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The Internet Continues To Influence The Auto Shopping Process

Sep 30, 2014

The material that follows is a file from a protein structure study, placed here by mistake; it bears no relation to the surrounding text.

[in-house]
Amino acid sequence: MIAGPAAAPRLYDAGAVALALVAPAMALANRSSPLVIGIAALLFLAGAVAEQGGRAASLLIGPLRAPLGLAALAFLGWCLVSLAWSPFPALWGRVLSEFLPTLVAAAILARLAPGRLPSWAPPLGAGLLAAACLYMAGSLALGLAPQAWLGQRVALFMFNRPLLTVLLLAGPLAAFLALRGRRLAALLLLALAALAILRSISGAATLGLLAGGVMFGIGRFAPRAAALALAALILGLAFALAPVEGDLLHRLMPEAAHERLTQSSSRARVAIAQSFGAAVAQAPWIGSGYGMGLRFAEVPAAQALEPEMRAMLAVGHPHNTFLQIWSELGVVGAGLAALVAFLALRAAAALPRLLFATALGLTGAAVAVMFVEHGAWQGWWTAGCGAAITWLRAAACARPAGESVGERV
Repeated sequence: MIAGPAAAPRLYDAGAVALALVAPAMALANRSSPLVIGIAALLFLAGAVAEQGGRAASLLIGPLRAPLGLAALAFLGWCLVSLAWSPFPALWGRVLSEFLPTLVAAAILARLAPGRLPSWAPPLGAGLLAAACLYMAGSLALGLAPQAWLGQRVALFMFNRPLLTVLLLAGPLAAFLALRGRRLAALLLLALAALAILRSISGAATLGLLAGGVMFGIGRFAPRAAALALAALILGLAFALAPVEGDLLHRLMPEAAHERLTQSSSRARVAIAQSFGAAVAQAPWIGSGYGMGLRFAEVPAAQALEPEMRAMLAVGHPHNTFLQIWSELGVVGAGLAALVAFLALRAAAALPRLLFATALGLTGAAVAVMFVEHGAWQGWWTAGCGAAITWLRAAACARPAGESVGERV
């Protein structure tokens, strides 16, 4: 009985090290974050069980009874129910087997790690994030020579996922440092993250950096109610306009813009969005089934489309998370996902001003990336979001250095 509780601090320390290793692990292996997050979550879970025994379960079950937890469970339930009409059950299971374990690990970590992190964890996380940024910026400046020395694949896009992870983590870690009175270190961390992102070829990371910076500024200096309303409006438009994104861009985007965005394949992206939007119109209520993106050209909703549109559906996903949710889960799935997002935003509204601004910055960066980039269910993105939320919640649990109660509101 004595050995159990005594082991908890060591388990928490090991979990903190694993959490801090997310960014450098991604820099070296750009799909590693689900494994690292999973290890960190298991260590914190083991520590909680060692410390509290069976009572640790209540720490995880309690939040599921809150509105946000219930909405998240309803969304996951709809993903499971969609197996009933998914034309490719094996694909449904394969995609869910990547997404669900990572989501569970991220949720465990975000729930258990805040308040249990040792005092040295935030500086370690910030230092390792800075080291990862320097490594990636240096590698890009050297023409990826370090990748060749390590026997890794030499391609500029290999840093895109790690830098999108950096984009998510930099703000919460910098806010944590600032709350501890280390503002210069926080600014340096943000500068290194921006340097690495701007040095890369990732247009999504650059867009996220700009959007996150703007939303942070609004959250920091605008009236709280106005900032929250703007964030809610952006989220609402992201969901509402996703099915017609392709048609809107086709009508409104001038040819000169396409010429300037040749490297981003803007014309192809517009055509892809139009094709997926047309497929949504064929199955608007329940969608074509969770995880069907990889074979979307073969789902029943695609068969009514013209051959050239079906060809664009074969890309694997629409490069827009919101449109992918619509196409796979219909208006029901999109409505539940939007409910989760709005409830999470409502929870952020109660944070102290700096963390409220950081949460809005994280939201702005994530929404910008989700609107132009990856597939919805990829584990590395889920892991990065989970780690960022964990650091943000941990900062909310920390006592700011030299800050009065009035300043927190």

According to the recently released J.D. Power 2014 New Autoshopper Study, the more time someone spends on the Internet during the car-shopping process, the more dealerships they are likely to visit. The study examines the use of digital devices (computers, smartphones and tablets), websites and apps during the car-shopping and research process. The study found that, on average, automotive Internet users are shopping online for nearly 14 hours prior to buying a vehicle. Individuals who spend 12 or more hours on the Internet, end up visiting an average of 3.3 dealers prior to buying, while those who shop between five and 11 hours, visit an average of 2.5 dealers. Shoppers who spend between one and four hours online, visit an average of two stores.Another study, commissioned by and titled, The Digital Influence: How Online Research Keeps Auto Shoppers in Control, found that just half of car shoppers tend to contact a dealership before they physically enter a showroom.A summary of the report found that most shoppers felt they had access to so much information online that they could control the dialogue with the dealership on their own terms.While the Internet is playing a larger role in the car-shopping process, the dealership visit itself is still very important. Seeing, touching and test-driving a vehicle are still important to many buyers and can’t be replicated by an Internet search.In the past, consumers relied heavily on dealership staff to educate them about the vehicles for sale. With the proliferation of online resources, consumers are more educated about a vehicle’s specific attributes before they set foot in a dealership showroom.The study found that 68% of shoppers used online sources (online searches, dealer websites and independent research sites) to find a dealership. Outdoor ads and radio advertisements were identified by 9% and 8% of respondents, respectively, as other ways to find a dealership.